“The Patchwork Procedure” by Claude Lalumière
Reviewed by Michelle Ristuccia
“The Patchwork Procedure” by Claude Lalumière is set in an alternate history Canada, told from the perspective of a captured political assassin being held in the Prison Commune de Québec by La Nouvelle France Indépendante. Lalumière presents the reader with a well-developed alternate history time-line as told by his loquacious protagonist in a narrative which serves not only to inform but to distract the reader from the mystery of the Patchwork Procedure until the climax of the story. The mystery in turn becomes what the narrator will do with his new found knowledge, as readers are left purposefully hanging, imagining that moment of indecision.
“What Pada-Sara Means to the Elephant” by Jeremy Sim follows two bharjana youth, Anu and Shashi, on the run from their yodhinika masters who enslave the bharjana in order to exploit their bread magic—but not for long. When Anu learns that the caste system is falling apart, Anu must decide what strategy to adopt in the new political landscape. Sim uses a strategy game that Anu excels at, Pada-Sara, as an analogy for the youth’s novel predicament and subsequent choice, a choice which perhaps makes the most sense when seen from the “Elephant’s” point of view. The characters’ names and the elephant piece harken to Hinduism, in which the elephant god Ganesha symbolizes wisdom and intellectual prowess.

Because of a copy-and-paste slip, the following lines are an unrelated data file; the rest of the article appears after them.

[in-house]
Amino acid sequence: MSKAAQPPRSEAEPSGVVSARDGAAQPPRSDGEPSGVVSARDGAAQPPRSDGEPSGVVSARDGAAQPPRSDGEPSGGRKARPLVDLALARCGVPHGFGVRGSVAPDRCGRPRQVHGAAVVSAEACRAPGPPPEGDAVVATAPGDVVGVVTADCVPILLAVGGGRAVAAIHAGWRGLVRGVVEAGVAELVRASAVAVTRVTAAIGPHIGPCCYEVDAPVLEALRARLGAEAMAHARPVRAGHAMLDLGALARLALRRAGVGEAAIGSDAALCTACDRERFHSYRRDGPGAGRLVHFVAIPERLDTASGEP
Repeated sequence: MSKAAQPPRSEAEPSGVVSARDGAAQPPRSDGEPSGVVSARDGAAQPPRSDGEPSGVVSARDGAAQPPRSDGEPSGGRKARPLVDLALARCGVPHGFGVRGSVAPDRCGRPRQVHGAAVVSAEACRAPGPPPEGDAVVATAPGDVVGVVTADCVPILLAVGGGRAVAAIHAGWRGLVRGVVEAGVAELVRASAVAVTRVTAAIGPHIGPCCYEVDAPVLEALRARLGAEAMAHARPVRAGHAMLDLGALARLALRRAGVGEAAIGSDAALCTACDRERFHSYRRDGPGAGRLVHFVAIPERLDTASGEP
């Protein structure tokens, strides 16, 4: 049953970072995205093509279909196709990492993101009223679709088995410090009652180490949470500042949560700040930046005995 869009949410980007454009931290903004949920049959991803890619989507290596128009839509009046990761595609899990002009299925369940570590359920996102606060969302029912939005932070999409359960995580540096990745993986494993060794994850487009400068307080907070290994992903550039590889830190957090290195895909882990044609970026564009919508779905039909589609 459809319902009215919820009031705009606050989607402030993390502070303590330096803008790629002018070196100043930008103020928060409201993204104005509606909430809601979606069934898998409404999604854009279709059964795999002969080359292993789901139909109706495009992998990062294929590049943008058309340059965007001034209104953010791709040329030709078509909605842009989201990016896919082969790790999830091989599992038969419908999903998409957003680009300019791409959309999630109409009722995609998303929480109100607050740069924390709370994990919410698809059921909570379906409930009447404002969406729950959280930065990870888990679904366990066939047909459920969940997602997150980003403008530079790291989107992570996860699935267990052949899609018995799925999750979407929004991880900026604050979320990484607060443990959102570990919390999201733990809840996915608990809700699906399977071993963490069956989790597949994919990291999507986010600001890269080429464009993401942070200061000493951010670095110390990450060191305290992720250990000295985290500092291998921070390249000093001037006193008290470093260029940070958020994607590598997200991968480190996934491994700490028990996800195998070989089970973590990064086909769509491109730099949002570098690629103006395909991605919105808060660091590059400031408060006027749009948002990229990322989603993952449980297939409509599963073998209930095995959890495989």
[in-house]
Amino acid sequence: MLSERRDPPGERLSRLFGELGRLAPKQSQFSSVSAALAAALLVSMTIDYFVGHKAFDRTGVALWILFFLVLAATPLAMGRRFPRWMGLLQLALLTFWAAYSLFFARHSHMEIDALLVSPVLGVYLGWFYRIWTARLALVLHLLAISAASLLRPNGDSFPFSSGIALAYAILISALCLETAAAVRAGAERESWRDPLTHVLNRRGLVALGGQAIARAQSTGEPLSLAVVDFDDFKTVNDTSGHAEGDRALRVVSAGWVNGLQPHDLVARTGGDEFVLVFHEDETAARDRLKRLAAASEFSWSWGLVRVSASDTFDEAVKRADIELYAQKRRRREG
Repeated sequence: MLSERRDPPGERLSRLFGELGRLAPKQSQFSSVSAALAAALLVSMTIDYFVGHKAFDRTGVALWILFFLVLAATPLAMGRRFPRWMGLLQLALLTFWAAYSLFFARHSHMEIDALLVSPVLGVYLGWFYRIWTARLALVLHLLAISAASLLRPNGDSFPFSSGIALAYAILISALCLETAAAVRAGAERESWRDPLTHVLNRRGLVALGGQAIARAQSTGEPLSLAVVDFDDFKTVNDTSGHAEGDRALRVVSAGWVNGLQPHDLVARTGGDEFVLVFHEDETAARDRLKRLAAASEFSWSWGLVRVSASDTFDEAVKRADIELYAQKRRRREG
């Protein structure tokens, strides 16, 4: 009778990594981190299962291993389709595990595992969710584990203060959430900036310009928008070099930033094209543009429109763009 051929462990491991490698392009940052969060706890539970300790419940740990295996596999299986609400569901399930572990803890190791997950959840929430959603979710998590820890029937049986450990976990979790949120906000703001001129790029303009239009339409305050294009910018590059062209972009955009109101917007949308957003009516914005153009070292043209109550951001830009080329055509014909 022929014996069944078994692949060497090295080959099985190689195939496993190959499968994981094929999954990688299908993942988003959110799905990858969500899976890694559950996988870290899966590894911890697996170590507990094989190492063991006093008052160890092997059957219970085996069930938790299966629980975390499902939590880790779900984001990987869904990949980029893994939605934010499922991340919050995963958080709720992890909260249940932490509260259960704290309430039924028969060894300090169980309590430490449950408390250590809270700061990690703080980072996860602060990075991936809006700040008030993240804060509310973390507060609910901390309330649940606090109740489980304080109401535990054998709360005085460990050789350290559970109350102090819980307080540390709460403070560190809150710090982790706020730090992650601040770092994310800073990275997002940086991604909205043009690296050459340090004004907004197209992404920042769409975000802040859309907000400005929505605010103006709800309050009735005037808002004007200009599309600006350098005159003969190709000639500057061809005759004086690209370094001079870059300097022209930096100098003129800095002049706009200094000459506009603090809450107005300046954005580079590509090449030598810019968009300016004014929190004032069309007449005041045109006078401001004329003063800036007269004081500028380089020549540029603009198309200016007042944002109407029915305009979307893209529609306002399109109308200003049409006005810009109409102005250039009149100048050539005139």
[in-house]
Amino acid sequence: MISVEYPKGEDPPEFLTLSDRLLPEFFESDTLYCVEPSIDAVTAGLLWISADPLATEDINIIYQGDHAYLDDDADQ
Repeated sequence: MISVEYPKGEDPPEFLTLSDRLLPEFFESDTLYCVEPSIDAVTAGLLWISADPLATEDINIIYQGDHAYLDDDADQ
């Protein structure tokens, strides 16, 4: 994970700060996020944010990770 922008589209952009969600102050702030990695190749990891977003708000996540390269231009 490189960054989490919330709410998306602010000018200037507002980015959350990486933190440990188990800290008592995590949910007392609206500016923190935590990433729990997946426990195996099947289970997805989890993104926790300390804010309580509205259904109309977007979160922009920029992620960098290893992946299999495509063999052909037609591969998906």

Michelle Ristuccia enjoys slowing down time in the middle of the night to read and review speculative fiction, because sleeping offspring are the best inspiration and motivation. You can find out more about her other writing projects and geeky obsessions by visiting her blog.